While griping to friends, peers or loved ones about work can feel cathartic in the moment, research shows it may not be all that productive
Take a breath before you blow your lid.
While venting excessively to friends, peers or loved ones about an intolerable boss, colleague or subordinate can feel cathartic in the moment, it may not be all that productive: A 2017 study in the European Journal of Work and Organizational Psychology, for example, linked low “sportsmanship” — i.e., putting up with workplace annoyances and discomforts without complaining — with diminished positive affect and engagement. On the other hand, the authors wrote, “withholding complaints on days that negative daily events happened worked to minimize their impact.”
Research 10 years earlier also found venting could backfire: “In study after study, the conclusion was the same: Expressing anger does not reduce aggressive tendencies and likely makes it worse,” University of Arkansas psychologist Jeffrey Lohr and his colleagues wrote in a chapter for the 2007 book “Anger, Aggression, and Interventions for Interpersonal Violence.” “If venting really does get anger ‘out of your system,’ then venting should result in a reduction of both anger and aggression. Unfortunately for catharsis theory, the results showed precisely the opposite effect.”
“Venting is kind of like an out-loud ruminating that can keep us stuck in negativity and the negative emotion longer rather than noticing it, letting it go and then being more solution-focused,” workplace psychologist Christine Allen told Moneyish. “In general … (complaining) tends to make people feel worse and not better. It tends to make the person that they’re complaining to feel worse as well.”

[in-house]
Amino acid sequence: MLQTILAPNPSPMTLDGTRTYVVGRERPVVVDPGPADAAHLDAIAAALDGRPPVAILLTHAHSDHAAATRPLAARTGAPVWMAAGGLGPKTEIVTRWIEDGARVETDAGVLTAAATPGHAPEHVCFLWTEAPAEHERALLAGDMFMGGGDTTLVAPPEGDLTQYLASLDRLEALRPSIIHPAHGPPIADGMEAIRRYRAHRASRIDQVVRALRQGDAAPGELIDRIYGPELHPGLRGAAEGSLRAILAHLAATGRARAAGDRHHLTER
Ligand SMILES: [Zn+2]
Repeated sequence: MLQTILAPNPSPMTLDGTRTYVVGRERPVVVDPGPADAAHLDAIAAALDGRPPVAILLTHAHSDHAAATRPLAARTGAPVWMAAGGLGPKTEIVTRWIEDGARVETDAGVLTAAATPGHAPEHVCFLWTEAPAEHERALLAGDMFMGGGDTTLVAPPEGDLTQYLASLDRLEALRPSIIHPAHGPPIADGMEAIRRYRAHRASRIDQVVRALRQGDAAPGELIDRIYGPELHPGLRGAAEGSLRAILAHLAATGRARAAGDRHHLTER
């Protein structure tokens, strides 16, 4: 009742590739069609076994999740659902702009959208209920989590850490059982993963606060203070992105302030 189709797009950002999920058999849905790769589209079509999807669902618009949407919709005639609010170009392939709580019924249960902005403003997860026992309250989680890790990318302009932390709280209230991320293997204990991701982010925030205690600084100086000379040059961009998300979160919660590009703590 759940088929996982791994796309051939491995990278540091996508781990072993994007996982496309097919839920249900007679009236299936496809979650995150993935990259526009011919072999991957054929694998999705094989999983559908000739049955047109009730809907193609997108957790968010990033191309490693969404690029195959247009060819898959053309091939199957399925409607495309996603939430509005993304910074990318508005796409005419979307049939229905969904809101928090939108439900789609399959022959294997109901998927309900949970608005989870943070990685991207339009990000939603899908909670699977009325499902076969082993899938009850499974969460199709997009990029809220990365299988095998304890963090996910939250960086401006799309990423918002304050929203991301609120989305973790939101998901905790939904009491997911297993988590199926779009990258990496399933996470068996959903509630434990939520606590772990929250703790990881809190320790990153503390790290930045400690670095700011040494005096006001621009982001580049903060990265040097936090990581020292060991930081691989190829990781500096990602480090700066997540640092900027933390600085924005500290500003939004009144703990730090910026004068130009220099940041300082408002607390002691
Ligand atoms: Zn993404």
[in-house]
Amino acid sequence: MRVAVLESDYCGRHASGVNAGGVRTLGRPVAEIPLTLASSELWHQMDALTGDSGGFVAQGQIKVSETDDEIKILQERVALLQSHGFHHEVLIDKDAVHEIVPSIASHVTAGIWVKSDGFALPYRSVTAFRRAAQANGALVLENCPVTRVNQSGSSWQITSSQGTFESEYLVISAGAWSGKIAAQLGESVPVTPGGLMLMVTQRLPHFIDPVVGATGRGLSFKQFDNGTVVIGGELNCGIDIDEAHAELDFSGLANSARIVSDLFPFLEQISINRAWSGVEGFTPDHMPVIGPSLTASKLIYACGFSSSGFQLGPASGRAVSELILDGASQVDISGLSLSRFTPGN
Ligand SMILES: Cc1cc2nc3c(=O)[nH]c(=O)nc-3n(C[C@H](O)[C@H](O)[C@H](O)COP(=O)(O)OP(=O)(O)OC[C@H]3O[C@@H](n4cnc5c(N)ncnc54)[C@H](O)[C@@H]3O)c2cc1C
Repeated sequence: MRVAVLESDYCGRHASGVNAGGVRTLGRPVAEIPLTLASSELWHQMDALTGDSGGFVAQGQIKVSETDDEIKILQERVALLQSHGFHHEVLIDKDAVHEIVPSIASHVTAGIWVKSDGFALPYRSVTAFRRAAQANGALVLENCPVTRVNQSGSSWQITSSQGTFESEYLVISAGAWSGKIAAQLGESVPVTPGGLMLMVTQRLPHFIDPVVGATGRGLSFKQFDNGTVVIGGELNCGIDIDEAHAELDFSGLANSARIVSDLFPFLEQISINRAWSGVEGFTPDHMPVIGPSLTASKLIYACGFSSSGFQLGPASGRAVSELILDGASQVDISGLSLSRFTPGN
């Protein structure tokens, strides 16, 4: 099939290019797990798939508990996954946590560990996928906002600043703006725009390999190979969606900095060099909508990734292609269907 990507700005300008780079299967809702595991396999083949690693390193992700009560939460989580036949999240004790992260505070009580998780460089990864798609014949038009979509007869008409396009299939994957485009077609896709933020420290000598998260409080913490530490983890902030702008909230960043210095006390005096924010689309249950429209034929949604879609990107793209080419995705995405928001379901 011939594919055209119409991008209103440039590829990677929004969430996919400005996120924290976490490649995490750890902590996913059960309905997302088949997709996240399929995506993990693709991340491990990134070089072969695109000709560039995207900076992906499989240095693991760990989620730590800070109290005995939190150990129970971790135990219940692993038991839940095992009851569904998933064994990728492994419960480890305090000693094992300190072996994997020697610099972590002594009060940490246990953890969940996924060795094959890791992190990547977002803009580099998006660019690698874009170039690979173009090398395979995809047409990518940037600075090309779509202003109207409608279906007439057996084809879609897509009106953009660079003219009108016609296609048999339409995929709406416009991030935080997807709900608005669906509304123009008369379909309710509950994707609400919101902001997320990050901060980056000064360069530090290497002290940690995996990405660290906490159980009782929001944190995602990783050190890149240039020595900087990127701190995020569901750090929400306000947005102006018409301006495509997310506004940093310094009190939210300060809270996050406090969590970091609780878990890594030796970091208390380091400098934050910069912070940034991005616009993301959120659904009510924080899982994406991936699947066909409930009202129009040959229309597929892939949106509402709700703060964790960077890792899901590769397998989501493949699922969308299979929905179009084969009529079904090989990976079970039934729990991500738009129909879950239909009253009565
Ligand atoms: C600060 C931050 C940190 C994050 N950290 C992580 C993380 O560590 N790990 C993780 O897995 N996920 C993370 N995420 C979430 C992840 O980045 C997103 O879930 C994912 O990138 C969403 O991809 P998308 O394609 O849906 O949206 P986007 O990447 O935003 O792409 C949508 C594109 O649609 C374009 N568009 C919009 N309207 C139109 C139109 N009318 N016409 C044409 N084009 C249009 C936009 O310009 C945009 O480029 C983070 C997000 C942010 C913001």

Tyree Rush, a 24-year-old development assistant at a talent management company, says he used to be a venter — but discovered it wasn’t super helpful in a field that binds employees by nondisclosure agreements and where friends and family lack the full context to fully understand your grievances. “The anger I had hoped to assuage was merely exacerbated by an inability to express my misgivings,” he told Moneyish in an email. “Once I decided that I would not vent about work to my friends/family and only focus on the positive aspects I had to figure out a way to deal with the stress.”
For Rush, that meant writing down his experiences in a journal. Articulating and documenting his gripes allowed him to catalog his problems, he said — “allowing me to develop a better sense of how to proceed and ultimately alleviating some of the stress I feel by creating a reasonable way to effect change.”
But Sarah Johnson, a public relations specialist for FitSmallBusiness.com, says she found venting beneficial. A “certifiably crazy” micromanager at her former PR agency, the 49-year-old told Moneyish, drove her and her then-coworkers to kvetch constantly both in and out of work.